Sunday 9th November – Grange Lane – The disused rail track from Grange Lane to Cudworth now boasts a new tarmac path. I wonder if it was really necessary as the old clinker formed as good a base for walking. Along the path, in a quite out of the way part, there is an example of how much pride there was once in the design and workmanship of our railways; a three span arched bridge carrying a minor road is built in bricks the colour of burned copper. A line of cross-hatched bricks and a ridge of rounded bricks outlining the arches displays an attention to detail missing all to often in later times. Indeed further along is a bridge of worked stone and brick, but it was clearly built for a single track and when the line was made into a dual track, the bridge was widened with cast iron girders and panels – without any redeeming features. There are plenty of Jays along the line, which is flanked by rock faces out of which Silver Birches and Oaks grow. It is the latter that attract the Jays to their acorns. A Green Woodpecker undulates down the valley calling continuously. A pair of Little Grebe dive on the River Dearne. Clown-faced Goldfinches twitter in the bushes beside me. Crows and Black-headed Gulls search the newly sprouted winter wheat for grubs. A chill wind has arisen making my cheeks ache.
Tuesday 11th November – Barnsley Canal – A damp morning down the canal. A Fox trots up Willowbank, the first time I have seen one here. Dill the Dog also sees it but oddly seems only vaguely interested in contrast to her usual bounding greeting to domestic dogs. By the canal bridge is an area of rubble covered by Willows, Hawthorns and Rose Briars. It is full of birds – Reed Buntings, Dunnocks, Linnets, Goldfinches, Blackbirds, Redwings, Blue Tits, Robins and Wrens. On a dead Willow, a Great Spotted Woodpecker is working its way up the branches. Overhead are wheeling flocks of Fieldfares, Redwings and Mistle Thrushes.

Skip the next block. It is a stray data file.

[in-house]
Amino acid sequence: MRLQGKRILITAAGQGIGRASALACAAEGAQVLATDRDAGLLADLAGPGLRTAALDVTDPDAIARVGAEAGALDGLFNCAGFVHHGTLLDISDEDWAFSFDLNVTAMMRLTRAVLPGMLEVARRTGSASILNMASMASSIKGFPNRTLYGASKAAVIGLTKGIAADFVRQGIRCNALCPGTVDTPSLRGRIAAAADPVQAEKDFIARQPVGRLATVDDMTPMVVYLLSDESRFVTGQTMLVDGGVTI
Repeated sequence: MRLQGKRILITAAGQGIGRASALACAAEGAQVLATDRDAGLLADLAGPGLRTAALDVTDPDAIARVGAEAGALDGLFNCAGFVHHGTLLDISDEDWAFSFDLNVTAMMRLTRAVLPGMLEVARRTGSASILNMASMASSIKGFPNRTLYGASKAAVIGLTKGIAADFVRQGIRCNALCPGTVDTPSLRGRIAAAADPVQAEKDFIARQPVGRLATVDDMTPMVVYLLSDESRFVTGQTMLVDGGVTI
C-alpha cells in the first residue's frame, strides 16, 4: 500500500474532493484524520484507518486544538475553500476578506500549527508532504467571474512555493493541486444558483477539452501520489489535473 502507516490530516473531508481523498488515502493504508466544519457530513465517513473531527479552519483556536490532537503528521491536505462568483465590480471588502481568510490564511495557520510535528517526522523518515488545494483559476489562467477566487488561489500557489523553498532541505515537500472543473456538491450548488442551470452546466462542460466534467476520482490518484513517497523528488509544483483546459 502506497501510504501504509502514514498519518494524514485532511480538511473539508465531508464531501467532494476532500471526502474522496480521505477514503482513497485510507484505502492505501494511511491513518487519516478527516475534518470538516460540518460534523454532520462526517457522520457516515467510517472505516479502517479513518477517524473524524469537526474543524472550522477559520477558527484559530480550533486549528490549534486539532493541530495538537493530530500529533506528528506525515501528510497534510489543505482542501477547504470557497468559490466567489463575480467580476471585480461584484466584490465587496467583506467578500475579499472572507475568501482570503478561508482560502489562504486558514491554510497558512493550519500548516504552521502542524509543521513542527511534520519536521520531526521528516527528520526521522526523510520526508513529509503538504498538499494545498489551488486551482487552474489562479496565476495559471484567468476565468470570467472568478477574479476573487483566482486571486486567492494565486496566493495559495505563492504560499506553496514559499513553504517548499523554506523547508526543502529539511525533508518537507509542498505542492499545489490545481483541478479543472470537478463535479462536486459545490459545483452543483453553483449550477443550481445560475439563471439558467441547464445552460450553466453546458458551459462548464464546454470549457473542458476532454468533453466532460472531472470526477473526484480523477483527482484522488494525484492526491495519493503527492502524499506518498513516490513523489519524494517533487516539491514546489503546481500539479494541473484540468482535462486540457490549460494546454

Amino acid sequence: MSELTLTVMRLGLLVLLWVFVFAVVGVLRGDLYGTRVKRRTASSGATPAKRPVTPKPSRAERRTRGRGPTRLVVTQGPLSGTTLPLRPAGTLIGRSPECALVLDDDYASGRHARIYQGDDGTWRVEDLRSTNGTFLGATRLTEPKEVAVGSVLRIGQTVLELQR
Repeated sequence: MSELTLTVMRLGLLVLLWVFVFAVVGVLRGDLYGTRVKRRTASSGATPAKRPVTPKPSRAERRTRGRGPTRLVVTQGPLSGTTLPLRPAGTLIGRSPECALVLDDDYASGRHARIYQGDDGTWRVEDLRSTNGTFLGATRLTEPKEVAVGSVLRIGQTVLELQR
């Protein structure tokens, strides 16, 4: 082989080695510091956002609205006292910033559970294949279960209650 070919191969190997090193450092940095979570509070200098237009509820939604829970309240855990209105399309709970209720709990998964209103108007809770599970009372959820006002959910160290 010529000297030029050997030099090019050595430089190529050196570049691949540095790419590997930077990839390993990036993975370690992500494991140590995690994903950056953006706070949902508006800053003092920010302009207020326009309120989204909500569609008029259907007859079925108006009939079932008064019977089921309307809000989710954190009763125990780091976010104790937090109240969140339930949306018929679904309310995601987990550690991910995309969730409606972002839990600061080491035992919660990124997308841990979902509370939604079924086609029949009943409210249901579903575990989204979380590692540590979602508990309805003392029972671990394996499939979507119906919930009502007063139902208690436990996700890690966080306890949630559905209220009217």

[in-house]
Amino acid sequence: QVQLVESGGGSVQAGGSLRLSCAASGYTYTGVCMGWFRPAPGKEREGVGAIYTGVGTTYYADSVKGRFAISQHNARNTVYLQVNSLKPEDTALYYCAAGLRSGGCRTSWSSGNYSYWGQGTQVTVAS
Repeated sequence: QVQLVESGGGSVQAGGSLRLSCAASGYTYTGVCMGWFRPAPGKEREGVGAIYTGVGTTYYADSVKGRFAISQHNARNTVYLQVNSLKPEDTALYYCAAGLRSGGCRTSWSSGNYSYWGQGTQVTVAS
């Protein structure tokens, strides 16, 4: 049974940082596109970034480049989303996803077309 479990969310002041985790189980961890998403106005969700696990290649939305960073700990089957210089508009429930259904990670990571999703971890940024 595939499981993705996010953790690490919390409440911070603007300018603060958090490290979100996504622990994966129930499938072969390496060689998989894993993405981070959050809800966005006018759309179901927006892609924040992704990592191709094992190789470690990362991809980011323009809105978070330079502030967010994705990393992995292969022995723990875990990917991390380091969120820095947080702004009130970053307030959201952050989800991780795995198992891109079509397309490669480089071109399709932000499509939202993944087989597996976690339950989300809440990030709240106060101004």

Friday 14th November – Willowbank – The area is gilded with frost. By the canal young Silver Birches glow golden in the rising sun. A train rumbles past to the top of Willowbank, a JCB growls from the Smithy Lane Depot as it digs into the mountain of road salt. On the ploughed fields, Black-headed Gulls and Rooks call. From the hedgerows and bushes come various pinks, cheeps and tics. A Grey Heron squawks menacingly as it drops down onto one of the pools in the river flood plain. Sharp chacks echo from a flock of Fieldfare overhead. Underfoot the frozen earth crunches satisfyingly.
Friday 21st November – Barnsley Canal – A thin mist hangs over the River Dearne and the loop. The area is flooded after yesterday’s heavy rain. On one pool drake Teal circle and pipe their love calls to the ducks. A Grey Heron croaks and flies off down the valley. Moving up the valley, a few finches fly over chirping. Blue and Willow Tits call from the Hawthorn hedge along the canal path. A flock of over forty Redwings circles the hillside before settling on a Hawthorn that runs at an angle up the slope. A small flock of gulls is circling much higher, maybe trying to decide which direction to head off. By the canal a large flock of Goldfinches twitter in bushes.
Saturday 22nd November – Barnsley Canal – Yesterday’s thin mist is a blanket of fog today. The Hawthorn hedge up the slope from the canal is a silhouette like black tatting edging the meadow. It is ringing with the pinking alarm calls of Blackbirds and rasping of Mistle Thrushes. I peer through the fog but can see no reason for their alarm. A flock of Greenfinches watch me from a small tree by the canal.
Sunday 30th November – Little Don Valley – At last it stops raining. Everywhere is mud. I wander up the Little Don Valley just as the sun peeps over the moors. The river is in full spate, its brown waters rushing over the rocks. A Buzzard floats across the narrow valley and sits on a broken stone wall on the steep hillside opposite. It is the first Buzzard I have seen in the area, they were exterminated by gamekeepers many years ago. Despite the continuous murderous behaviour of these alleged protectors of the countryside, hopefully the Buzzard will recolonise and join the Hen Harrier, Goshawk, Merlin and Kestrel as the raptor presence here. Dill the Dog knows there are Grey Squirrels about but she cannot find one. She flushes several Pheasants from the brown bracken. A pair of Red Grouse fly up from beside the river and off across the hillside.